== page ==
5. I can relate to the drinking of coffee, alcohol and indulging on other foods, and I used to sneak chocolate once a week, as it was my form of reward for working hard. And despite thinking I was living a healthy lifestyle, I was constantly constipated and exhausted. My days were governed by how good I felt, the weather, exercise and so forth.

    Slowly, I was realising that these foods and drinks were no longer serving me, and since my stop moment in 2010, I started to let go of the these foods or addictions.

    I’m loving being able to feel more of me and from time to time, I experience exhaustion, I know it has little to do with what I am eating or drinking.

    I feel I have now taken more responsibility of my body and caring for it, just like the way a baby is cared for, with love and care.

    What ever is affecting you as an individual, is it worth pondering whether you take the responsibility to do something about it, or continue to ignore it, or continue to expect someone else to fix it?

  6. This is an amazing moment when we can allow a totally different angle to look at what has long been our everyday normal that we would have never questioned before. I like that. It makes me utterly uncomfortable but that is when I feel grown.

    1. It is great that Lee and many people actually do this, ‘ when we can allow a totally different angle to look at what has long been our everyday normal that we would have never questioned before.’

  7. The fact that whole industries dedicate themselves to a particular lifestyle, like hospitality staff being renowned for drug and alcohol use and burnout, shows how powerful reflection actually is. We are very influenced by what we see around us and yes, we always have a choice to say yes or no to what we see, however it’s also very supportive to have someone reflecting a loving and self caring way of living.

    1. It is so supportive to have someone living a loving, nurturing and caring way of living, it inspires people to know that this is a choice that they too could make.

  8. This is a timely reflection about the way we use, function and numb our body and how doing that is considered ‘funny’ and ‘normal’. I can relate of what you shared about drinking plenty of alcohol to be ‘alive’ at the end of the day, it was a distraction that kept me away of my sensitivity and left me more exhausted the day after but was what everyone else was doing so I accepted it. Till I started to feel very anxious I didn’t question that perhaps the way I was living was not working. I appreciate very much the day that I came accross Universal Medicine, for I could started to heal the pain for not being me, for trying to fit in, for hurting and numbing my body with substances that actually I couldn’t digest anymore…My relationship with food have changed, now is more loving and warm but also an ongoing process, without perfection and rules, but a learning to listen closer and deeper what my body needs in each moment. The more I heal my hurts, thanks to receive Sacred Esoteric Healing sessions, the less I need to escape with food and distractions, and the more vitality, real fun and joy I feel in my life.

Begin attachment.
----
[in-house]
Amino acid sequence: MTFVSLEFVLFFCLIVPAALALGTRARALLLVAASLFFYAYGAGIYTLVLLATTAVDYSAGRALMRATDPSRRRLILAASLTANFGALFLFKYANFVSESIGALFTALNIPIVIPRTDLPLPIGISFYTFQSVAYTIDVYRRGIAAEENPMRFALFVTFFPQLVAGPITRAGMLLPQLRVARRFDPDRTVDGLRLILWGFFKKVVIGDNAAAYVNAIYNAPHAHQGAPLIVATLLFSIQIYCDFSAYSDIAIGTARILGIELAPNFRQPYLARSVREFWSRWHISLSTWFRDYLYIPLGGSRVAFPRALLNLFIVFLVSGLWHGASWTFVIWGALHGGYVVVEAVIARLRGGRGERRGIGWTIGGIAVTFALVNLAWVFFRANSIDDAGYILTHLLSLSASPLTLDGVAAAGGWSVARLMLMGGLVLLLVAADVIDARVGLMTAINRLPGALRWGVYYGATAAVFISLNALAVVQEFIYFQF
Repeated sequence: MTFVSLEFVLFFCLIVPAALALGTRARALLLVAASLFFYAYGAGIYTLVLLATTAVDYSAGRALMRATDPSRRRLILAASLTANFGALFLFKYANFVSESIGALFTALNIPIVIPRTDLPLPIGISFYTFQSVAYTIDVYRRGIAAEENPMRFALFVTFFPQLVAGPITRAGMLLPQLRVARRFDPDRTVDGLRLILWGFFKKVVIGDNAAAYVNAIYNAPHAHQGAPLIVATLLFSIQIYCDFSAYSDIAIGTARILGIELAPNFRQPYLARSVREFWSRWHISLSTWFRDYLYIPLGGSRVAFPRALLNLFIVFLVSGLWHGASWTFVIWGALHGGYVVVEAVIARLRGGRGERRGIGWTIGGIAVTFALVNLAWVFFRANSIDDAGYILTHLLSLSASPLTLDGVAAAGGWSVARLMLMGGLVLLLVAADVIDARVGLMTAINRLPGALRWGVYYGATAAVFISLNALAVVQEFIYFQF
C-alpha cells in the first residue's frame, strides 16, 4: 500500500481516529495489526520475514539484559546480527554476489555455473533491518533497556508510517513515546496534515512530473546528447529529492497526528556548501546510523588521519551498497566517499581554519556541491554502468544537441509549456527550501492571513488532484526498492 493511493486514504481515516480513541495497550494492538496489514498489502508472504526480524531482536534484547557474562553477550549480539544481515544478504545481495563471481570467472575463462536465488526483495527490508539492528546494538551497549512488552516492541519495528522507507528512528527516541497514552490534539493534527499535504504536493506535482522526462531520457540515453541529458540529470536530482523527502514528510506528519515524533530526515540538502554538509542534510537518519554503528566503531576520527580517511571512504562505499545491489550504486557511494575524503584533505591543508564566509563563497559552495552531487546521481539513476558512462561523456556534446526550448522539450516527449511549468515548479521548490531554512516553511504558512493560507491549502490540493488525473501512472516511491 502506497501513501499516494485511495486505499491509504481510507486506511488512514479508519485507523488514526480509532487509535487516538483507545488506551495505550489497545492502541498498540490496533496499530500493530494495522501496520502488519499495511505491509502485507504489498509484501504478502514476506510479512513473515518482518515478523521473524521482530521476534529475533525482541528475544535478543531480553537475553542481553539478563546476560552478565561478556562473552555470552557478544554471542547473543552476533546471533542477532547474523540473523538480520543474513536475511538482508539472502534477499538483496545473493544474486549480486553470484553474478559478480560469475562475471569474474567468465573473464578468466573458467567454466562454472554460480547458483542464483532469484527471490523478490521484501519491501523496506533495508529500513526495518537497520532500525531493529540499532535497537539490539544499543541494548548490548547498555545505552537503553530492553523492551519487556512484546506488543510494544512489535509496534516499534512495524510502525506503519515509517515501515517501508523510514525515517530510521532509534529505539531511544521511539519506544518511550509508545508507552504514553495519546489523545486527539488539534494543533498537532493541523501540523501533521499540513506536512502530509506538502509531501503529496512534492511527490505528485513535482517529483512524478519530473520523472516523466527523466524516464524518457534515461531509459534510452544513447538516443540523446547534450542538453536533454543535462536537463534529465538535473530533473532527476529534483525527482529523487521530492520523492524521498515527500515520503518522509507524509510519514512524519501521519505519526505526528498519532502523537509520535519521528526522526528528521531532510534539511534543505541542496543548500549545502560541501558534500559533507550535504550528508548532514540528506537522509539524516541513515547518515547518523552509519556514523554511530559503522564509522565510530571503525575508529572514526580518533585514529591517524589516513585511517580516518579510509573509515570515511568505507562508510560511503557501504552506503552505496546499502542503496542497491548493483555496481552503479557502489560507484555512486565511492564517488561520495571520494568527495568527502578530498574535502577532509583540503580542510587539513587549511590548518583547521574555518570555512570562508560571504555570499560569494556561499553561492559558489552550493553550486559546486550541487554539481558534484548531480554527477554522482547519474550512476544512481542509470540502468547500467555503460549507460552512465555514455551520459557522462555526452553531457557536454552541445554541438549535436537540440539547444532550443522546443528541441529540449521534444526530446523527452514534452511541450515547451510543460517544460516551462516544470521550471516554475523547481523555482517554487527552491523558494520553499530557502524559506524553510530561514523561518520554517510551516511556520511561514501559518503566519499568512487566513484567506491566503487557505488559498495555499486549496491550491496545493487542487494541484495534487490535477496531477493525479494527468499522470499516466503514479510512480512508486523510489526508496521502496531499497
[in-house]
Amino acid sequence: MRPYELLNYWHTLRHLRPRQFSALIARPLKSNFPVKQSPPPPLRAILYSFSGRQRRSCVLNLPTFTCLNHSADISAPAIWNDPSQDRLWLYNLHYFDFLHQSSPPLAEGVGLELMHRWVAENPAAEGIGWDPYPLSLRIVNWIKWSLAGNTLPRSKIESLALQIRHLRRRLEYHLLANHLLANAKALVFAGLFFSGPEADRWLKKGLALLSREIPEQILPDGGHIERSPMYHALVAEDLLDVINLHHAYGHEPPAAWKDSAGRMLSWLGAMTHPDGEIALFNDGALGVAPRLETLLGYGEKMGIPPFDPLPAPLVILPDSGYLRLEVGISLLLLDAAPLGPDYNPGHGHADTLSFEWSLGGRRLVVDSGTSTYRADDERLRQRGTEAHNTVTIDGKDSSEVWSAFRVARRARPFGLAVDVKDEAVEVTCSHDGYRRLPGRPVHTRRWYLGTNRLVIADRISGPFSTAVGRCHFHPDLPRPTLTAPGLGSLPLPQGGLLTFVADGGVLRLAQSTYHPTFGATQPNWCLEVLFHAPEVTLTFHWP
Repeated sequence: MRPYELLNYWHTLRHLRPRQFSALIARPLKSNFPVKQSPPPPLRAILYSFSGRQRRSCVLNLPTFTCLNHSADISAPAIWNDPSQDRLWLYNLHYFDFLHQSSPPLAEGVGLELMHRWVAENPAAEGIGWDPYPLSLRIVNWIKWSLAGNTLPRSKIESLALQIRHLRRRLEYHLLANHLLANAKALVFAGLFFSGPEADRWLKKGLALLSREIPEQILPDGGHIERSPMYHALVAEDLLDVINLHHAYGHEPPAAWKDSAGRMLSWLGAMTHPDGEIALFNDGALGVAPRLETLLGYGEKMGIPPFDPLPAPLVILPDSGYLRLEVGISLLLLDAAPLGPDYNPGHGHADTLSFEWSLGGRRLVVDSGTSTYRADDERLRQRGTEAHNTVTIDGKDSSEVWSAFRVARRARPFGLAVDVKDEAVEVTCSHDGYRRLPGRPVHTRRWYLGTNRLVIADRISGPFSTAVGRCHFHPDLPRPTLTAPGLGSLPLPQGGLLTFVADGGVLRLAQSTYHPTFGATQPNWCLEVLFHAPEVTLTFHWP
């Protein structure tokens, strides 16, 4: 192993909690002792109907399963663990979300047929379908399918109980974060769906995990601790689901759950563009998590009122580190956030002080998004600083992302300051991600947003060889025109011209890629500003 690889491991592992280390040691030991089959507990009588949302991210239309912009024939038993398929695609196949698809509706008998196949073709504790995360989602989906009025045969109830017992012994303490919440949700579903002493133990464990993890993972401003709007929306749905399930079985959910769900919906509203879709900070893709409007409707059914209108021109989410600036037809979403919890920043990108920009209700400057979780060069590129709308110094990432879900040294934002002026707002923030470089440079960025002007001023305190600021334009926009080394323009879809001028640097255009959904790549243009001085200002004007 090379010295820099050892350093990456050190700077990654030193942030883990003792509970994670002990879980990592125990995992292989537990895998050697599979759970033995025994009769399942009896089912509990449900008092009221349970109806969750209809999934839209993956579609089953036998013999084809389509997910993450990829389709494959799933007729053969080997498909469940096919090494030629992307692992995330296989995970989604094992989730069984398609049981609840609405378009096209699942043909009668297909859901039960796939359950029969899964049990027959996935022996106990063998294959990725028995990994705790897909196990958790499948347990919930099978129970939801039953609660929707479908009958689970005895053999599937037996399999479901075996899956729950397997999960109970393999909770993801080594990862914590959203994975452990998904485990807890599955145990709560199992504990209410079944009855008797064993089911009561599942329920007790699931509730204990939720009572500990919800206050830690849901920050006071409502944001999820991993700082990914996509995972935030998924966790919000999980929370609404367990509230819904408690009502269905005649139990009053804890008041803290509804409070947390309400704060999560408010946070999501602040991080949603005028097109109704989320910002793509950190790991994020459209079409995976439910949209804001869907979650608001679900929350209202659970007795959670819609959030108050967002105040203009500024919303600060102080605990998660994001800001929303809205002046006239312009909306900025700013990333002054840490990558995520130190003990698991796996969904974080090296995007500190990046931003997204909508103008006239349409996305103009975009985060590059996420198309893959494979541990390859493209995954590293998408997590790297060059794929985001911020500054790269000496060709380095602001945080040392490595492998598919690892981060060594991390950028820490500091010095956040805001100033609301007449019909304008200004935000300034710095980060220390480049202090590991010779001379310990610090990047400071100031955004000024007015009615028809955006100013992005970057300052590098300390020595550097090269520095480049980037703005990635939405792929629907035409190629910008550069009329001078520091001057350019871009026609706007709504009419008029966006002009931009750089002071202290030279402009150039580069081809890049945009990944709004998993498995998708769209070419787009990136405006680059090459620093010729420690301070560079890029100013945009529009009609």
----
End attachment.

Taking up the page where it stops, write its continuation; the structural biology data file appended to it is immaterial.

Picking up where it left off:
9. “How I lived in every moment was represented in the very body that came with me everywhere.” If we have questions as to why we are the way we are in any given moment our bodies are an amazing register of every step and choice made. It can be confronting but it’s the best straight to the truth place we can connect to when we are ready to change our lives. It’s far better to connect to the body than to live in the thoughts of the headspace.

  10. ‘No responsibility means at least for the moment, no consequences’, but we all know in our hearts we have to eventually face the music of our past choices and resolve what we have accumulated.

  11. Is it supply and demand or demand and supply? We feel we are at the mercy of marketing but actually marketing has studied how influenced we are and is simply taking advantage of that… so are we not equally responsible?

  12. It is really very interesting this point that you raise about the expensiveness of dining out, and how there seems to be this pressure (mainly generated by the media) to consume costly meals.

  13. We so know we’re abusing our bodies and yet we do it anyway, there’s a part of us that arrogantly thinks we can get away with until of course we don’t and then reality intrudes and shows us exactly where we are at. We take our body with us everyone and everything it’s been through and living life with this understanding brings a whole new level of honesty and responsibility, for the truth is the body shows us the truth of our lived ways always.